Diamonds, champagne, exclusivity… In the Caribbean these words are normally used to describe luxury yachts, or hotels where the rich and famous reside. But in Jamaica, high up on a mountaintop, it is the Blue Mountain Coffee Bean that reigns king. Each day, this prize export – one of the most coveted in the world – is painstakingly cultivated by hand in the shade of mahogany trees. By the time coffee lovers take a sip of this exquisite brew, every bean has passed an exhaustive series of individual inspections and received the stamp of approval labeling it 100% pure Blue Mountain Coffee. Although Jamaica is traditionally known for reggae and jerk chicken and very fast track and field athletes, discerning palates know it is home to the champagne of coffee.
Travel to the Caribbean during the 1700’s was a risky endeavor for those who decided to cross the Atlantic. But the journey from Europe to the newly founded colonies – that included mutiny, horrendous storms, narrow escapes, starvation, dehydration, cannon fire, enslavement and possible death – wasn’t just made by those in search of great wealth and a better future, it was made by the belongings they carried, as well – animals, gold, heirlooms, books, art… and, in 1723, coffee. Even before the single coffee tree dubbed, “mother,” arrived on the shores of Martinique (hand carried by its protector, Mathieu le Clieu), it survived its own journey from Arabia, through the Netherlands, and finally to the court of Louis the XV. More than just a token gift that grew into a major Jamaican export, almost every coffee plant throughout Mexico, Central America, South America and the Caribbean can be traced back to the sapling that sailed the seas.
In 1728, five years after it arrived in the Caribbean, the Governor of Jamaica, Sir Nicolas Lawes, was given a coffee tree from his fellow Governor in Martinique. He planted it in a field outside of Kingston where it yielded a few decent crops – enough for elite society to enjoy. But the farmers soon realized that the cool, cloud covered climate of the Blue Mountains, with soil rich in nitrogen and minerals, would be ideal for this type of coffee bean to thrive.
To be deemed 100% pure Blue Mountain Jamaican coffee, the beans must be grown within a designated 23 square-mile area at an altitude up to 5,500 feet. Further divided into three levels of quality, beans grown from sea-level up to 1,500 feet are called Jamaica Supreme, or Jamaica Low Mountain while the harvest from 1,500-3,000 feet is known as Jamaica High Mountain brew. It is only between 3,000-5,500 feet where the true Jamaica Blue Mountain coffee bean can be found. (No coffee is grown above 5,500 feet, as it is a designated forest preserve.)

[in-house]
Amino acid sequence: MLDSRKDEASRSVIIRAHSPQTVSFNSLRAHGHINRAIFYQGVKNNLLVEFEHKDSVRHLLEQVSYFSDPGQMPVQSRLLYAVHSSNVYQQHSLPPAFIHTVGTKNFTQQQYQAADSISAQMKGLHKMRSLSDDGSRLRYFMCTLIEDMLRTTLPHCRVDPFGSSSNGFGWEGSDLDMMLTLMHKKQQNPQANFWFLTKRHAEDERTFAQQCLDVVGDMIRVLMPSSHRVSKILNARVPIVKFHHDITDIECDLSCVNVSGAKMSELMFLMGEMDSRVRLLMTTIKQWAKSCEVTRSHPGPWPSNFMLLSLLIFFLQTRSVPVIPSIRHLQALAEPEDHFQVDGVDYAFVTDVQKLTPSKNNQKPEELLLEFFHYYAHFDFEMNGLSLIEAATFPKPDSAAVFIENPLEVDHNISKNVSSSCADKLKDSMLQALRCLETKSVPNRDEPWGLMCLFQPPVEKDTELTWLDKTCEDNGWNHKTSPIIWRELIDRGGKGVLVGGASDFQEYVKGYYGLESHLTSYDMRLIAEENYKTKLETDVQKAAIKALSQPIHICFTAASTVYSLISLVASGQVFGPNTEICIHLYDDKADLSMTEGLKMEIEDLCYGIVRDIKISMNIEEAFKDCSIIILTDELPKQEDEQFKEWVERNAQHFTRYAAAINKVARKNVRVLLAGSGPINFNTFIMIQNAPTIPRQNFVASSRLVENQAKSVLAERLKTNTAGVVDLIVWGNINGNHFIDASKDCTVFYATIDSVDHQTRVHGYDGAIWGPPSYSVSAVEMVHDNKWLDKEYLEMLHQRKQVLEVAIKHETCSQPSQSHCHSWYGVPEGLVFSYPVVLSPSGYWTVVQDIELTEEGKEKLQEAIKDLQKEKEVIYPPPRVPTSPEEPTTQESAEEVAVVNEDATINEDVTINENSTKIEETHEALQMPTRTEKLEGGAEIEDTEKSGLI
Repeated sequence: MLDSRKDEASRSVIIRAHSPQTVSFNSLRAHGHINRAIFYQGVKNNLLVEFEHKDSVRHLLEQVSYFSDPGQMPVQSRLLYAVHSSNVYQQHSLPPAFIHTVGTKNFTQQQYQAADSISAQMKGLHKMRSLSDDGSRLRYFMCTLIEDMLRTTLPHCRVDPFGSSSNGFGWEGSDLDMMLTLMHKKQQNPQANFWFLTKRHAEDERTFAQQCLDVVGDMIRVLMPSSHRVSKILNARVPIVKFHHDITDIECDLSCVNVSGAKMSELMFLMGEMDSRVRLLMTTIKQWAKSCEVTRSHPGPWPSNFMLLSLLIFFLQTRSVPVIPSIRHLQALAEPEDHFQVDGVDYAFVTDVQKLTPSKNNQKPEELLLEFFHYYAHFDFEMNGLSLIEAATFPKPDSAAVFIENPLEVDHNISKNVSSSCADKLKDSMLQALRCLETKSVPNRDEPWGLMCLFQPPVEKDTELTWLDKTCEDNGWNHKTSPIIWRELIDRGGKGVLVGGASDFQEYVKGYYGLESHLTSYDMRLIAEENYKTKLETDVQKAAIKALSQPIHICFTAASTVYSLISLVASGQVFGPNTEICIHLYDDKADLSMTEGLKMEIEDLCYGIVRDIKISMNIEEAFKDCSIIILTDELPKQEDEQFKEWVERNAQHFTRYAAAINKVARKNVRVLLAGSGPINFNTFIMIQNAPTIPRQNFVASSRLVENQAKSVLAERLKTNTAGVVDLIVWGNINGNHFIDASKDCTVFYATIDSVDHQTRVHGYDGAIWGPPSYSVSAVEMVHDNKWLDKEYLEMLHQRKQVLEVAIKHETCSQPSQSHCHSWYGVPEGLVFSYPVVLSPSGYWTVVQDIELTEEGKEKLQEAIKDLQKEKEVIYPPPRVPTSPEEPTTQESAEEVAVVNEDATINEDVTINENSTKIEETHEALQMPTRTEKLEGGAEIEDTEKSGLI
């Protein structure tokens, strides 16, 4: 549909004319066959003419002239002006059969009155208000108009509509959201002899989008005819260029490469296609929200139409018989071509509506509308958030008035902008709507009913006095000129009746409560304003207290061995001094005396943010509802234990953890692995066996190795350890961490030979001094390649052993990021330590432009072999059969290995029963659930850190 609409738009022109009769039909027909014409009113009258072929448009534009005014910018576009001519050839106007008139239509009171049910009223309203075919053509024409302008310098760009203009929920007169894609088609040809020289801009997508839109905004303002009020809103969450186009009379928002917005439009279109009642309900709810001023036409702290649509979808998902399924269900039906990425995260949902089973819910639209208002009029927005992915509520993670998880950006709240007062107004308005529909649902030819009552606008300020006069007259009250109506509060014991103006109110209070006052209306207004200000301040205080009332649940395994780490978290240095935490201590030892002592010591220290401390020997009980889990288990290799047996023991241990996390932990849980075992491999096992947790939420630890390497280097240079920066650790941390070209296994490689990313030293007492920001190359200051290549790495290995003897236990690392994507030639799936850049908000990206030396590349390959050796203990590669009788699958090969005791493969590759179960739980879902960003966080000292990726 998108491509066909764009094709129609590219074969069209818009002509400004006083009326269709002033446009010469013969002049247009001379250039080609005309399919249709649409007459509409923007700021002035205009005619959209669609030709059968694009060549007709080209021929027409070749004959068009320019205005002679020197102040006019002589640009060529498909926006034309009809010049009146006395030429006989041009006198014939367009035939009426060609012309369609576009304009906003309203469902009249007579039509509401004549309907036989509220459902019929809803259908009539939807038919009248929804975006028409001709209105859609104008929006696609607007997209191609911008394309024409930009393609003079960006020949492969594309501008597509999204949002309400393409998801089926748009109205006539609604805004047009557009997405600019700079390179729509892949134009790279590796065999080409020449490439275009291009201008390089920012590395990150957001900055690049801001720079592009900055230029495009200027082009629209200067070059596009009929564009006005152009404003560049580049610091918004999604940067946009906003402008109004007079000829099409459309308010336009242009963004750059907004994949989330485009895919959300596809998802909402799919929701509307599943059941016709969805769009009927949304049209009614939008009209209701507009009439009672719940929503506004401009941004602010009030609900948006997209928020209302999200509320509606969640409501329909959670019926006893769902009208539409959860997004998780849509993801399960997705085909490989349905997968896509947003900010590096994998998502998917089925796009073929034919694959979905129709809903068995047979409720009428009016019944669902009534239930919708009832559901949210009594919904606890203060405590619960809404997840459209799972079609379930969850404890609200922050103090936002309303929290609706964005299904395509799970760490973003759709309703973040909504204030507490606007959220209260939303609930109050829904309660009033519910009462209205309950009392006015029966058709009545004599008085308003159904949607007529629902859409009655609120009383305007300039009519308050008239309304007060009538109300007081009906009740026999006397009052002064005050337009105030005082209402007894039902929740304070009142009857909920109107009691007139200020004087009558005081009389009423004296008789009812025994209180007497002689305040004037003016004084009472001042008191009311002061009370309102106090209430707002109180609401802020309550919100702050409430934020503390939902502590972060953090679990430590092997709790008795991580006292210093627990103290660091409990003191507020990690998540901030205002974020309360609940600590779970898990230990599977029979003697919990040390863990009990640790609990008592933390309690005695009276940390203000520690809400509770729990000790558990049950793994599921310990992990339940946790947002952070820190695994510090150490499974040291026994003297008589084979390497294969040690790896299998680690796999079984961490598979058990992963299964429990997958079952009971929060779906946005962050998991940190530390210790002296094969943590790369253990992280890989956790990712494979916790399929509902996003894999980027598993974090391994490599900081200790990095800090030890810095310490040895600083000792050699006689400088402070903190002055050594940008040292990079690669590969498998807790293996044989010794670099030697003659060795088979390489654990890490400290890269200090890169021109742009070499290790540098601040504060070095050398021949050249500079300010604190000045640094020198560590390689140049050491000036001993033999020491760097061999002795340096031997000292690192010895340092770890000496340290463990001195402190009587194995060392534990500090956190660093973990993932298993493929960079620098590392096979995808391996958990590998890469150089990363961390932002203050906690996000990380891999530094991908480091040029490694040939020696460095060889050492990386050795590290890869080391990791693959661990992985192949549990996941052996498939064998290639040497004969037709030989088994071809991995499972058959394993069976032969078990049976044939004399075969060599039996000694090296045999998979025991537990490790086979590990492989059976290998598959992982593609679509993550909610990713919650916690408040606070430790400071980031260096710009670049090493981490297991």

By the time a Blue Mountain coffee bean is sealed in an Aspen wood cask and labeled by the Jamaica Coffee Industry Board as 100% pure and authentic, it has gone through an arduous cultivation process and dozens of rigorous inspections. After five years of maturing, the coffee tree will finally begin producing the famed cherry-red berry. After they are picked by hand, they are floated in water. This the first of many selection points. Underdeveloped and insect damaged beans are discarded before they’re sold to collectors who will conduct their own float test immediately after purchase. The beans are pulped within hours of being picked and then sent to a factory for another round of inspections and eliminations. The mucilage, a sugary outer coating, is removed and the bean is washed, leaving behind what is called wet parchment.
The creamy brown beans are then placed on barbeques, which are actually large slabs of concrete, to dry for five days in the sun. While the water content adjusts to desired levels, the beans are once again sorted for quality. Then they are bagged for resting. In the cold dark recesses of the factory, they will sit undisturbed for ten weeks so they can develop their unique flavors and characteristics before the final step of hulling. Once the green bean is revealed, they are polished and sorted. The Coffee Industry Board of Jamaica will separate beans into three different categories according to size. Once again, each bean is held by human hands and inspected for its own individual quality and stamped with the globally protected certification mark of approval. Now all that stands between the wood cask of beans and your coffee cup is hot water and a few minutes of brewing.
80% of Blue Mountain coffee is exported to Japan, which means just 20% of the crop is left for the rest of the world to enjoy, making it an even more coveted and hard to find commodity. One of the reasons for its popularity is its smooth, even taste that is packed with antioxidants and low in acidity and caffeine. While there are a few merchants who are authorized to sell internationally, unquestionably, the best way to enjoy a cup of this exquisite coffee is on a tour of a plantation where the beans are grown. There are thousands of holders throughout Portland, St. Andrew, St. Mary and St. Thomas, and while most are very small – comprise of just a few acres –a handful of large plantations that harken back to when the coffee industry first began are still in existence.